The Nation-State of Israel
The below is from Bret Stephens of the New York Times, August 11, 2018. I reprint it here because it states the issues clearly and more accurately than many of the responses to the original bill. The nation-state bill needs to be improved and adjusted in a few areas but it is not a narrow minded document dripping with nationalism and anti-democratic sentiments.
Anyone who follows the news from Israel knows that the Knesset last month passed legislation that takes the Jewish state a step closer to apartheid and outright theocracy. For instance, the bill explicitly authorizes Jewish-only communities and requires secular courts to adopt Jewish ritual law in certain cases. It also promotes the settlements.
Actually, the nation-state bill, as the legislation is known, does none of that. Nearly all of its most controversial provisions were stripped from it before passage. But you’d be forgiven for assuming otherwise based on the reaction to the bill — reaction that is far more revealing than the bill itself.
Among the planks of the legislation: “Hatikva” is Israel’s national anthem. Hebrew is its official language. Jerusalem, “complete and united,” is its capital. The flag and menorah its official symbols. The Sabbath its day of rest (with non-Jews having their own days of rest). Israel is open to Jewish immigration. Above all, “The right to exercise national self-determination in the State of Israel is unique to the Jewish people.”
If you’re shrugging at most of this, you should: The bill’s purpose was to codify into Israel’s Basic Laws — akin to a constitution — aspects of Israeli identity long taken for granted by Israelis and outsiders alike.
The bill has some more controversial features. It gives Arabic — the native language of roughly one-in-five Israeli citizens — “special status” as a language, which has no practical effect but is a demotion from the official status it enjoyed since the days of the British mandate. It contains language that might impede efforts to foster greater Jewish religious pluralism in Israel, including egalitarian prayer spaces at the Western Wall.
It also places a “national value” on the “development of Jewish settlement,” which means towns and communities in general but sounds like — and by no means excludes — West Bank settlements. And it notably fails to mention the word “equality,” which has a prominent place in Israel’s Declaration of Independence.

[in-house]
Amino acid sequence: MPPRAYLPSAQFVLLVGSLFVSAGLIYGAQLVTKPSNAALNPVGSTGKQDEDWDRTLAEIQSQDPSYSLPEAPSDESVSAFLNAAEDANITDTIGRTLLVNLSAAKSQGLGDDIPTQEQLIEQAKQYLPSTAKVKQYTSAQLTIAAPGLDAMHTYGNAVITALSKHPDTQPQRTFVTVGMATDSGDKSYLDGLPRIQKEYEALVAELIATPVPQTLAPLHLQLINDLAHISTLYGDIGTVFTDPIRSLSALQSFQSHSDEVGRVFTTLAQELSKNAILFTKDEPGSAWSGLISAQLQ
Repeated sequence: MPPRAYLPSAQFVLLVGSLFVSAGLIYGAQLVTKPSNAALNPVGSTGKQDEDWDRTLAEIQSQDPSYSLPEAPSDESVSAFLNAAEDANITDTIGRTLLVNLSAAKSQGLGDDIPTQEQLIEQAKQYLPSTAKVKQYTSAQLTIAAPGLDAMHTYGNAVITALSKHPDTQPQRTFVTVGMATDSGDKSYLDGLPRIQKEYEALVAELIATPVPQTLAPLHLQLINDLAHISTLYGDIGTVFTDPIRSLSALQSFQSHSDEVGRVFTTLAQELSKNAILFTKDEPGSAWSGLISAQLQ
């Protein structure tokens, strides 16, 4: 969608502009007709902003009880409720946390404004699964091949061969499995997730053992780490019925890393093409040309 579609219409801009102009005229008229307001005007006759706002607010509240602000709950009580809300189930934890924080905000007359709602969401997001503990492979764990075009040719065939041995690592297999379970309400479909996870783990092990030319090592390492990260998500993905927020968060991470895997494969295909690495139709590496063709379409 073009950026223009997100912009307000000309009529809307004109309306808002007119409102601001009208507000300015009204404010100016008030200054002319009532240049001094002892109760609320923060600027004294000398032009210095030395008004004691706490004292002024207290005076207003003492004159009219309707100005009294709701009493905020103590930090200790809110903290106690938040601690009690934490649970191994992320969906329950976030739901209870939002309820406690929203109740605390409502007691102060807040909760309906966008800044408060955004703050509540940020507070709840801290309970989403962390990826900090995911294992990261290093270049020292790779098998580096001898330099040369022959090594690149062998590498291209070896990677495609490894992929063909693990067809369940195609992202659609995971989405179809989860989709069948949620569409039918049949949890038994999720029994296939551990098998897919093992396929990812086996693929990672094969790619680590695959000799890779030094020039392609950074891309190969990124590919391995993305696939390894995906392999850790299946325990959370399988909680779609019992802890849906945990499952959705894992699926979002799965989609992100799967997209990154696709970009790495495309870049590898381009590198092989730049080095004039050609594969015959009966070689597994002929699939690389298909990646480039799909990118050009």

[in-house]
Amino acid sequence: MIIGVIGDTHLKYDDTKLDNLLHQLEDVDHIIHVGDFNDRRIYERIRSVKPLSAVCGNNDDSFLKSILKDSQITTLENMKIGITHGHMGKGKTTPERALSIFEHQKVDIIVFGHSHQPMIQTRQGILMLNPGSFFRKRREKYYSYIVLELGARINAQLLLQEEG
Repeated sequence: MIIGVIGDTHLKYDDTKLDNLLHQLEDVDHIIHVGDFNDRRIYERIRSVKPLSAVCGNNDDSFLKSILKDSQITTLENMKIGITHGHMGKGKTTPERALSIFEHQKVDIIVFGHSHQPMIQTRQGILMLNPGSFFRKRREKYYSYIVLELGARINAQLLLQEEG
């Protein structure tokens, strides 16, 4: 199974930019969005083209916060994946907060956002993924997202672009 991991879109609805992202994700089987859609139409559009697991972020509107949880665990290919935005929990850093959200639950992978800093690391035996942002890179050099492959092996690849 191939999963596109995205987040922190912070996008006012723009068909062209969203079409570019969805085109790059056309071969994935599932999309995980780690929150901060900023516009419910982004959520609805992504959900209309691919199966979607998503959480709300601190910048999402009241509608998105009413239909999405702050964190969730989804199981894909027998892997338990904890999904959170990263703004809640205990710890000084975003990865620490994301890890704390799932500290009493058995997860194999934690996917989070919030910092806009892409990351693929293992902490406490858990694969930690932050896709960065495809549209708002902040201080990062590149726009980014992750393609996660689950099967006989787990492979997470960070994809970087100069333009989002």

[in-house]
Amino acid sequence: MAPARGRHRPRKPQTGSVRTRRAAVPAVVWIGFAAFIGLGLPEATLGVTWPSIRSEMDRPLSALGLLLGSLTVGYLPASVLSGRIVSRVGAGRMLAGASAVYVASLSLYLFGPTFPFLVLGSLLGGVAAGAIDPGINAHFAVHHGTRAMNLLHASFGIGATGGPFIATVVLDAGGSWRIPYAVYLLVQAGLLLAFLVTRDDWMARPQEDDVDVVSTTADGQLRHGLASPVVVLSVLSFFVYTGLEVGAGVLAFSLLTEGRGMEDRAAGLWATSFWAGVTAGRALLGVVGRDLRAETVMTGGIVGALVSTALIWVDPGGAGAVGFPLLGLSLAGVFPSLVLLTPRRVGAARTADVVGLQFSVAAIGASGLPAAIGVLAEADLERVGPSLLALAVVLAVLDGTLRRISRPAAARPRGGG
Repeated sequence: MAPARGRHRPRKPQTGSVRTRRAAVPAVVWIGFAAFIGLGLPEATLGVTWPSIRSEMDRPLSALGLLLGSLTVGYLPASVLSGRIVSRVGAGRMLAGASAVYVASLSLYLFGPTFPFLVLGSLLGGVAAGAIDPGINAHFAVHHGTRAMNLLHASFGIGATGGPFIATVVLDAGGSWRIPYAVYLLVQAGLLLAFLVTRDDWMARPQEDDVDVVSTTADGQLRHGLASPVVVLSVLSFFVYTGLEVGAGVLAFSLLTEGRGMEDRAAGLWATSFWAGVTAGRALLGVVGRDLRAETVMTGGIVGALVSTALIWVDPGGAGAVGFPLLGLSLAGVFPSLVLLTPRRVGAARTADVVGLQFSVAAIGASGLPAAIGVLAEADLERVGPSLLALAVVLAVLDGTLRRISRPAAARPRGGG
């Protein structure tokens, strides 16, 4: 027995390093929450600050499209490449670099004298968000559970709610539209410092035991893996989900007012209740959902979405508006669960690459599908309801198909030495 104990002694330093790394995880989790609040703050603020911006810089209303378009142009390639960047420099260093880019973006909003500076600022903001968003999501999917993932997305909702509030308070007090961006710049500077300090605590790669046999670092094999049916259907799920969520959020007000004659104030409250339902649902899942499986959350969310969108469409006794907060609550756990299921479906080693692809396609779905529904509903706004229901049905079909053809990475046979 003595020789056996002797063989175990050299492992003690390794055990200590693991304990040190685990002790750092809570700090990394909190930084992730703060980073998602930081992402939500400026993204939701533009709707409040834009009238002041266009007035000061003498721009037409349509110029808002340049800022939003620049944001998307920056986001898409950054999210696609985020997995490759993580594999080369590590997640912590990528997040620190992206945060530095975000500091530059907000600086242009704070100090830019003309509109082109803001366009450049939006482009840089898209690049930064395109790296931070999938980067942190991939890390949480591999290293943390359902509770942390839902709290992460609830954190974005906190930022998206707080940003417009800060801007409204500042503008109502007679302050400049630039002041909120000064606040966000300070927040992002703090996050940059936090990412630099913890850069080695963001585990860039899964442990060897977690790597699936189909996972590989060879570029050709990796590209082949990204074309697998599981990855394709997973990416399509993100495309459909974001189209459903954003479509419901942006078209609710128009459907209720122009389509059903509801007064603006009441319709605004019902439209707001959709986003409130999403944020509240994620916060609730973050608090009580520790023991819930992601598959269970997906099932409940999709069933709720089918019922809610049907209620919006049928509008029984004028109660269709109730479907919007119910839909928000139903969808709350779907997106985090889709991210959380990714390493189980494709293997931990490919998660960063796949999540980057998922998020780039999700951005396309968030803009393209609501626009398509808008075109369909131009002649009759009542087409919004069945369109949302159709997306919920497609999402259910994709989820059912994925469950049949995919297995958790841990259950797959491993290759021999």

All this can plausibly be described as a mostly symbolic codification of Israel’s Jewish character in the face of persistent efforts to deny that character. Or as part of a broader global turn toward more nationalistic forms of politics. Or, as Anshel Pfeffer, the author of “Bibi,” an excellent new biography on Prime Minister Benjamin Netanyahu, tells me, as “a rabble-rousing poke in the eye to Israel’s minorities drafted to excite Bibi’s far-right base.”
What the bill is not is the death of Israel’s democracy — it was enacted democratically and can be overturned the same way. It is not the death of Israeli civil liberties — still guaranteed under the 1992 Basic Law on Human Dignity and Liberty and visibly reaffirmed by the large public protests following the bill’s enactment. And it is not apartheid — a cheap slur from people whose grasp of the sinister mechanics of apartheid is as thin as their understanding of the complexities of Israeli politics.
Nor, for that matter, is it anywhere remotely as noxious as what is happening in other Western democracies wrestling with competing claims between national identity, civil liberties and cultural pluralism. In Denmark, The Times reported last month, “starting at the age of 1, ‘ghetto children’ must be separated from their families for at least 25 hours a week, not including nap time, for mandatory instruction in ‘Danish values,’ including the traditions of Christmas and Easter, and the Danish language.’”
Whatever else you think of Israel’s nation-state bill, this is undoubtedly worse. So where are the calls to boycott, divest and sanction Denmark?
Which raises a deeper question concerning the nation-state bill: Why the over-the-top reaction? In an interview with Haaretz, British philanthropist Vivien Duffield, who has given hundreds of millions of dollars to Israeli causes over the years, declared “I hate Israel” after the bill’s passage, then reached for the apartheid analogy.
Shoddy reporting about the bill from some of the usual suspects furnishes at least part of the answer. Ordinary liberal distaste for a conservative Israeli government furnishes another part.
And there are plenty of good reasons even for Israel’s friends to dislike the bill as unnecessary, provocative, divisive and a transparent bid by Netanyahu to shore up his popularity in the face of corruption allegations and a military quagmire in the Gaza Strip.
But if liberal Americans haven’t (yet) given up on the United States in the age of Donald Trump, liberal Jews shouldn’t be giving up on Israel on account of an overhyped, underwhelming law whose effects would be mostly invisible if they hadn’t been so loudly debated. Countries we love will inevitably do things we don’t like or fail to understand. The same goes for people.
However else you feel about the nation-state bill, reserve your serious outrage for the things that deserve it. An estimated 542 Syrian civilians were tortured to death last month by the Syrian regime, according to the Syrian Network For Human Rights. Did you know that?